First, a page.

News from PICO and COHERENT
April 5, 2017 | ERC 401 | 3:30 PM
Click on the image to enlarge
Juan I. Collar, University of Chicago

Video
I will discuss the most recent results from PICO, a search for WIMP dark matter using bubble chambers, as well as future plans and some exciting lines of related research. I will then move on to cover COHERENT, an ongoing effort at ORNL's Spallation Neutron Source to detect and exploit coherent neutrino-nucleus scattering, soon to produce first results. The "glue" between these two subjects will be an elaboration on the overlap in techniques and methods used in modern neutrino and astroparticle physics. Abundant examples of this cross-talk will be provided.

Observing, Mapping and Mocking our Cosmic Beginnings
April 19, 2017 | ERC 161 | 3:30 PM
Click on the image to enlarge
J. Richard Bond, Canadian Institute for Theoretical Astrophysics, University of Toronto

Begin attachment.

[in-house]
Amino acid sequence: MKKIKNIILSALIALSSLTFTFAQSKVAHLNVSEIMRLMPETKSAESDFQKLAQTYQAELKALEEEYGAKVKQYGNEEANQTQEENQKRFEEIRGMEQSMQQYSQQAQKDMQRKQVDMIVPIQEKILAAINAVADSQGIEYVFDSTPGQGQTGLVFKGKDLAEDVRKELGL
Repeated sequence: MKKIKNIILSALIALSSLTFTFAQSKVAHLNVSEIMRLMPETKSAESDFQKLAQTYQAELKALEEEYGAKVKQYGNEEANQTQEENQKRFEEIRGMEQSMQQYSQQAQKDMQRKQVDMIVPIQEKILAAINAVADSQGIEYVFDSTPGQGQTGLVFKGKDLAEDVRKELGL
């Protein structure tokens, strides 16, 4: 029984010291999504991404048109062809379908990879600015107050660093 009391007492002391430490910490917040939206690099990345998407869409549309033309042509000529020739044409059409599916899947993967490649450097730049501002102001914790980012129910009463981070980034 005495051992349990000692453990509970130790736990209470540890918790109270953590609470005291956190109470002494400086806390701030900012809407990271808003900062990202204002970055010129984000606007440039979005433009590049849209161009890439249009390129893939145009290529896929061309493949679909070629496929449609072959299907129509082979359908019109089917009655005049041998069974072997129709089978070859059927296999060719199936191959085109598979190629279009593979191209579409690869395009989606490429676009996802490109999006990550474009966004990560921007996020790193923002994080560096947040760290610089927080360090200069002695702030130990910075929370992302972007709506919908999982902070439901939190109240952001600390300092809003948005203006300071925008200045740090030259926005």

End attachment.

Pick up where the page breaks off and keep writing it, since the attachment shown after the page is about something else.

Video
I will give my take on the phenomenology (and yes theory) of inflation as revealed in Planck and other CMB) and LSS experiments, but with an eye to the glorious CMB future of AdvACT, CCAT-p, Simons Observatory, Stage 4, and the LSS of Euclid, Chime, and much more besides that we mock. Apart from displaying linear and quadratic maps of the primordial universe, a compression of what we now know, i will chat about CMB/LSS anomalies, in practice and in theory, pointing to post-inflation chaotic dynamical systems that can lead to subdominant non-Gaussian signals unlike the ones we have put such stringent constraints on with Planck 2015; and relate everything to non-equilibrium entropies, including the formation of all cosmic structure.

Fast Radio Bursts!
May 17, 2017 | ERC 161 | 3:30 PM
Click on the image to enlarge
Albert Stebbins, Fermilab

Video